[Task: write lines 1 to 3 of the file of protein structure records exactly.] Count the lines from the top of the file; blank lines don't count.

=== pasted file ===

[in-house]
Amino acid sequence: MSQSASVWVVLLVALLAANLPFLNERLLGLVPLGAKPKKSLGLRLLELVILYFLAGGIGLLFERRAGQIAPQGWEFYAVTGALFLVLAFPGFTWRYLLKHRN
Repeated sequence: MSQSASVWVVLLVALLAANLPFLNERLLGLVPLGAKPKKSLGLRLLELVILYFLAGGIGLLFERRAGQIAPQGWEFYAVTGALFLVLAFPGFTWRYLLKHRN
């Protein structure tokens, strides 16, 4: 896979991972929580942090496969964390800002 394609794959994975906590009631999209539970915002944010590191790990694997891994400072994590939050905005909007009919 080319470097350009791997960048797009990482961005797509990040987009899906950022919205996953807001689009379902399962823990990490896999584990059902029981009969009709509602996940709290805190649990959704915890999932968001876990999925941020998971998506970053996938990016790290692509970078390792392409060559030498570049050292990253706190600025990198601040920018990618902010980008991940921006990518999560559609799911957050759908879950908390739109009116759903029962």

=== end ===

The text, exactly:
[in-house]
Amino acid sequence: MSQSASVWVVLLVALLAANLPFLNERLLGLVPLGAKPKKSLGLRLLELVILYFLAGGIGLLFERRAGQIAPQGWEFYAVTGALFLVLAFPGFTWRYLLKHRN
Repeated sequence: MSQSASVWVVLLVALLAANLPFLNERLLGLVPLGAKPKKSLGLRLLELVILYFLAGGIGLLFERRAGQIAPQGWEFYAVTGALFLVLAFPGFTWRYLLKHRN